Truth be told, hydrangea wreaths are the only wreaths I have ever made. While they are my favorite flower, they are also super easy to assemble in wreath form and the abundance of petals is super forgiving. No need for perfection here! I hang them both indoor and outdoor throughout most seasons; I even had a silver hydrangea wreath hanging throughout fall. When I received several inquiries on my outdoor limelight wreath, I told myself that the next time I created one, I would capture the easy steps and craft a brief tutorial. In preparation of the onset of spring, I wanted to put on my crafty gloves once again and whip up a white wreath to hang in my breakfast nook. All you need are the following materials to get started.
- Faux hydrangea stems (for a medium sized wreath, I selected eight)
- Grapevine wreath
- Hot glue gun
- Thin wire
- Wire cutters
Cut the blooms off of your hydrangea stems. The leaves on these stems were pretty nice so I will be saving them for a potential future project. While I do not, you could also opt to incorporate some leaves into your wreath. I selected eight stems but only started with six; you can keep the others set aside for reserves and evaluate if/how you should use them at the end.
Using the wire cutters, cut each primary sprig of petals from each bloom. While you could use full blooms, using smaller pieces creates a fuller, more custom look.
Starting on the top (the center/face as opposed to outside/inside), stick a sprig through the grape vines. Use hot glue to help secure. Don’t spend much time trying to get the glue just right; the vines themselves and wire you use in a bit will help.
Repeat Step Three, concentrating on the “face” and the inner portion of the wreath.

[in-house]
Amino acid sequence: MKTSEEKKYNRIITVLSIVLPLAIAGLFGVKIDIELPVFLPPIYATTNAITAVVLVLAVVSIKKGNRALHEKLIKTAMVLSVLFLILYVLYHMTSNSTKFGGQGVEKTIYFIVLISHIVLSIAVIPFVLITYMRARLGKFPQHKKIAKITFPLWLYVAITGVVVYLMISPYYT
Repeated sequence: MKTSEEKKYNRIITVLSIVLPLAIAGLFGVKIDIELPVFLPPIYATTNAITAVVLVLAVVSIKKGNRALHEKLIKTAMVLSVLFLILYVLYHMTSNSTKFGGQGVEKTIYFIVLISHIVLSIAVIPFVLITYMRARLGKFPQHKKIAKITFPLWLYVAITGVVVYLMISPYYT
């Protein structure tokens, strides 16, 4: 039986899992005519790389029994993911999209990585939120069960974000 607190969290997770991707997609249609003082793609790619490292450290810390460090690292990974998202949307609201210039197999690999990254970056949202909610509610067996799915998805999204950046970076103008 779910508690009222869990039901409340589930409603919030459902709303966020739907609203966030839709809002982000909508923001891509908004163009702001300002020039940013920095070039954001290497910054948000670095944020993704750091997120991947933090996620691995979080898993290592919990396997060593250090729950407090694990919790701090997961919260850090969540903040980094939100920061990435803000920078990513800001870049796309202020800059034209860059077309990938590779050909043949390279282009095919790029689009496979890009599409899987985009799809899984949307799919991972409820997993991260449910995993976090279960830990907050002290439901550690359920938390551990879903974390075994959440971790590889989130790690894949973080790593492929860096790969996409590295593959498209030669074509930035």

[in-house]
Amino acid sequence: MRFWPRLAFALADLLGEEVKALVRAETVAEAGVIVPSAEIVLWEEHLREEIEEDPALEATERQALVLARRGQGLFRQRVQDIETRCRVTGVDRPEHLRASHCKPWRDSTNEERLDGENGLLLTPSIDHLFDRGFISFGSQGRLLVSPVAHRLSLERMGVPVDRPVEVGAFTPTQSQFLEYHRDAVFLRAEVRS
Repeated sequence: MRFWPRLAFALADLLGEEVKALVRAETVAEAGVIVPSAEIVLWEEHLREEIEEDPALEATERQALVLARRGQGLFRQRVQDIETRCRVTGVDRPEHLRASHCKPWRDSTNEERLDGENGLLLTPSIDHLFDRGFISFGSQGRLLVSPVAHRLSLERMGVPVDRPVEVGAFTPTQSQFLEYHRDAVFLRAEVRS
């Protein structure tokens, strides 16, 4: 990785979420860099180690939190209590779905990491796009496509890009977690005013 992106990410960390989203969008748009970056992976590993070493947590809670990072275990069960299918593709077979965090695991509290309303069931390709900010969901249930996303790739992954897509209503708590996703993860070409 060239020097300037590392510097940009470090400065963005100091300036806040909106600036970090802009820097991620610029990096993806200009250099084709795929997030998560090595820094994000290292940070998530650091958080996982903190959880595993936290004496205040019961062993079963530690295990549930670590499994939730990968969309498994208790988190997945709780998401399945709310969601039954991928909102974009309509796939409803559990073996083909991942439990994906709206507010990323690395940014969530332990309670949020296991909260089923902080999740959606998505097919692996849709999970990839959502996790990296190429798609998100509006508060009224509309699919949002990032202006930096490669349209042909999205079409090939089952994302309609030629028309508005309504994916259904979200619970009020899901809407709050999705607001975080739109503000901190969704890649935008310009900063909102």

Make sure you place your sprigs close together for full coverage.
Once you have your blooms placed around your wreath, evaluate the bare spots which may need to be filled in and any uneven sides. Using your stems you had set aside, repeat steps one through four, concentrating on the gaps and the outside of the wreath. Rotate it often as you apply blooms, making sure to even out the weight of the petals.
Once your blooms are set, cut a long strand of wire which will serve as reinforcement.
Twist it around itself in the back and then proceed to wrap the wire all the way around the wreath, weaving in and out of petals. You can use multiple strands and loop around as many times as you like. Fluff out any petals that were accidentally pushed down by the wire; no silver should be visible.
Once your wreath is secure, you can either leave the loose grapevine strands which poke out around the flowers and in the center, or cut them back for a more clean appearance as I did. Lastly, tie on some fishing line (or ribbon depending on where you are hanging your wreath) and position in your chosen location. That’s it!
You can get your supplies at any crafts store (Hobby Lobby, Michaels, etc.) but, know that floral stems are half priced every other week. Be sure to stock up during sale weeks! The total time for this simple DIY was about 30 minutes. the key is to keep the volume even and place blooms close to each other. If you take on this project, I would love to see your creation! You can email me at firstname.lastname@example.org.